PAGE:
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Can Gold Sales Stop Germany's Brain Drain?

Now that Europe's central banks have agreed on how much gold they can sell over the next five years, Germany is considering using its profits to stop top researchers from leaving the country.

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Who should get the profits?

He may have the support of German Chancellor Gerhard Schröder, but Ernst Welteke, head of Germany's central bank, the Bundesbank, is having a hard time selling his idea to parliament.

In January, Welteke proposed setting up a research foundation to distribute profits made from the sale of 20 percent of the Bundesbank's gold reserves. He reasoned this would go a long way in appeasing top German researchers, who complain that a lack of state funding is forcing them to look for jobs abroad.

But Welteke's idea met with disapproval from the parliamentary budget committee on Wednesday. "I didn't hear from anyone who was in favor of Welteke's suggestion," said Deputy Finance Minister Karl Diller.

Back to the drawing board

Interview mit Ernst Welteke - Made in Germany

Ernst Welteke, President of the Bundesbank.

Following the parliamentary committee session, Welteke admitted that much more work needed to be done to convince politicians of his proposal's merit. But that will be difficult. His plan would necessitate changing German law, which stipulates that any profits from gold sales be used to reduce the national deficit.

That is a top priority now, as Germany is set to breach EU budget deficit rules for a third year in a row in 2004.

Welteke would also have to amend his proposal to fall in line with a new gold deal agreed by Europe's central banks on Monday. The deal commits the European Central Bank, and the banks of every EU nation except the UK and Denmark, to cap gold sales at 500 metric tons a year for the next five years. The overall limit for the accord is 2,500 tons, up from 2,000 tons under the previous 1999 agreement.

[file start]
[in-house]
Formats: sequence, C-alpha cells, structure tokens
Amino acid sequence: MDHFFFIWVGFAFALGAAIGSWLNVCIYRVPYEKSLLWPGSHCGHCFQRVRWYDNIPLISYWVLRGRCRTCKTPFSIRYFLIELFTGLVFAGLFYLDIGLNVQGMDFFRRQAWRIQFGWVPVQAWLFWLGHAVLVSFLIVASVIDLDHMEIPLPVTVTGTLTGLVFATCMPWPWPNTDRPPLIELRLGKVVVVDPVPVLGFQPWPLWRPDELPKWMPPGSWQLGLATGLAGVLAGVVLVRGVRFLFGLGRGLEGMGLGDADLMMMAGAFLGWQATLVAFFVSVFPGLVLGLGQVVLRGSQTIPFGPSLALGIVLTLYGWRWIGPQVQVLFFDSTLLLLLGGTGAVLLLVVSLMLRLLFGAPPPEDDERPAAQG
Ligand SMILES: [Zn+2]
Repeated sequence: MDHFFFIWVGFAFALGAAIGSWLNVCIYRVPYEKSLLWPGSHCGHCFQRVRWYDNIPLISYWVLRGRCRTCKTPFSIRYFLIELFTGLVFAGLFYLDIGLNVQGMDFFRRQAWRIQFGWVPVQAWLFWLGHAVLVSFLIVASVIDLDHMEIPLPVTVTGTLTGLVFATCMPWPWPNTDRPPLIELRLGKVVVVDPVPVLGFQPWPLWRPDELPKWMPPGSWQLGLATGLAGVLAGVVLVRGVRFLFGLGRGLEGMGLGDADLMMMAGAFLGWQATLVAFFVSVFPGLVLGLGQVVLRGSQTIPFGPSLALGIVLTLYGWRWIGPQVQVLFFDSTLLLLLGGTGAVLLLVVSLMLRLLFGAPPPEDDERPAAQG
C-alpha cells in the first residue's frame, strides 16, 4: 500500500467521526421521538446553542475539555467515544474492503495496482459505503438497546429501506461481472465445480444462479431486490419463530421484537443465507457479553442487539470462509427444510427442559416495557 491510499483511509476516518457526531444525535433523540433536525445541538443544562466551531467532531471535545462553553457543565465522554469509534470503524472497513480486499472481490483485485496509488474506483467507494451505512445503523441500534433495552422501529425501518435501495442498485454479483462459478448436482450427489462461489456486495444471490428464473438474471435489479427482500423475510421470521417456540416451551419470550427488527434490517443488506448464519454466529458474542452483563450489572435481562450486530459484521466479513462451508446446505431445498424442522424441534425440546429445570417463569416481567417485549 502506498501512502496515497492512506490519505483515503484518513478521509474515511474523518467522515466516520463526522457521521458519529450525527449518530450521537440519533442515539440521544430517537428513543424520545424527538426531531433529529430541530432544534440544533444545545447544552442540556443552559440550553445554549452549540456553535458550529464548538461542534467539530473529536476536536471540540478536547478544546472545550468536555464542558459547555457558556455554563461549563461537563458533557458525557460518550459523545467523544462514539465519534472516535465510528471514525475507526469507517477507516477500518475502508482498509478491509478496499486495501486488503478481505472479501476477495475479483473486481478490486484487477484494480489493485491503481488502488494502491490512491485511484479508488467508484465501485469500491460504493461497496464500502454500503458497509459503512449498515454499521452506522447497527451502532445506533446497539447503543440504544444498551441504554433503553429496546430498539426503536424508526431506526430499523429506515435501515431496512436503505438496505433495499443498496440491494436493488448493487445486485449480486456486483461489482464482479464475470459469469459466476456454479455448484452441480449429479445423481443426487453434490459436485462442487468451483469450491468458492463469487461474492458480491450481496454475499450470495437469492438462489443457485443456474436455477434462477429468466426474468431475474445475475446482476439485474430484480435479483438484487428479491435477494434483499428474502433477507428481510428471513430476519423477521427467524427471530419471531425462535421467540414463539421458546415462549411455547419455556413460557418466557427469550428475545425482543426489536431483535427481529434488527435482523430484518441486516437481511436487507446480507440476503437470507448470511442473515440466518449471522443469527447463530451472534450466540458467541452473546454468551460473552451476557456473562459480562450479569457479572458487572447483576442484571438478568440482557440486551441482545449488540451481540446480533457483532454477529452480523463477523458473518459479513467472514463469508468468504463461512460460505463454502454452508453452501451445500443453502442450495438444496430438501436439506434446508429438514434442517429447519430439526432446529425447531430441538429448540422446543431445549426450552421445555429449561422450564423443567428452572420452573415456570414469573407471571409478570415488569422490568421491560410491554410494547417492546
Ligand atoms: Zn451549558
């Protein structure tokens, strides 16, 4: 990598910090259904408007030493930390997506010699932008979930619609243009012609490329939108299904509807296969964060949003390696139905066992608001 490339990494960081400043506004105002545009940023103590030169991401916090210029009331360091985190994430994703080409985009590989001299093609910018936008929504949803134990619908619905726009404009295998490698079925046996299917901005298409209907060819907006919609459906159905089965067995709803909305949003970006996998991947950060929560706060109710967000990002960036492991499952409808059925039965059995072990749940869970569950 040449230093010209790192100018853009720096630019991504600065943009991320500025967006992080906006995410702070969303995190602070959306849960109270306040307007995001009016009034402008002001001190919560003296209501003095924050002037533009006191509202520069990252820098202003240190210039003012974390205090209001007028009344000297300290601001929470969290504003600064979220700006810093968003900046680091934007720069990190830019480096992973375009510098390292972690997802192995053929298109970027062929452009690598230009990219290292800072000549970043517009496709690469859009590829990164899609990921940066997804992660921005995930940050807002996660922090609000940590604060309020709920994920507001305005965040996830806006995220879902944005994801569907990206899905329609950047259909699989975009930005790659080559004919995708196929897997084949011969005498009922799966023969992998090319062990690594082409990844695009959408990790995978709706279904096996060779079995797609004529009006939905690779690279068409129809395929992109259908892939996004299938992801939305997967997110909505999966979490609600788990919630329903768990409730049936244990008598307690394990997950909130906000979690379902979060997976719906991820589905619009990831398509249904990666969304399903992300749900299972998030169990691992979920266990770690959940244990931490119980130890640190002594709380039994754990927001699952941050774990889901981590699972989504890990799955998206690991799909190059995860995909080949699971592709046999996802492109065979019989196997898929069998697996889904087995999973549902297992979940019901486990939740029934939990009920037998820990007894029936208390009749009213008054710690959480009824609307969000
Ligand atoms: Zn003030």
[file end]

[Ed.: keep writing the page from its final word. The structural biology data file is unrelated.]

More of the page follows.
"Gold will remain an important element of global monetary reserves," said the joint statement of the 14 central banks and the ECB.

Gold operates as a safe haven for investors in troubled times. While the trend in recent years has seen central banks shedding gold in favor of hard currencies, gold is currently in demand because of the weak U.S. dollar.

National gold reserves are a holdover from the Bretton Woods accord of 1944, in which the value of currencies was pegged to gold. With a total value of around €46 billion, Germany is the world's second largest holder of gold reserves behind the U.S.

Before the new deal was struck, the Bundesbank had requested an option to sell 600 tons. That will now have to be scaled down in line with the new limits.

Finding resonance in France

The German proposal to use gold profits to stem the flow of its best researchers abroad has found favor in neighboring France, which faces growing protest by top scientists. On Tuesday, 2,000 scientists stopped their administrative work at laboratories to demand more state support for research.

Following the protest action, France's Research Minister Claudie Haigneré suggested raising cash either through the sale of gold or more privatizations. The Bank of France has not sold gold in recent years and had no immediate comment on Haigneré's suggestion.

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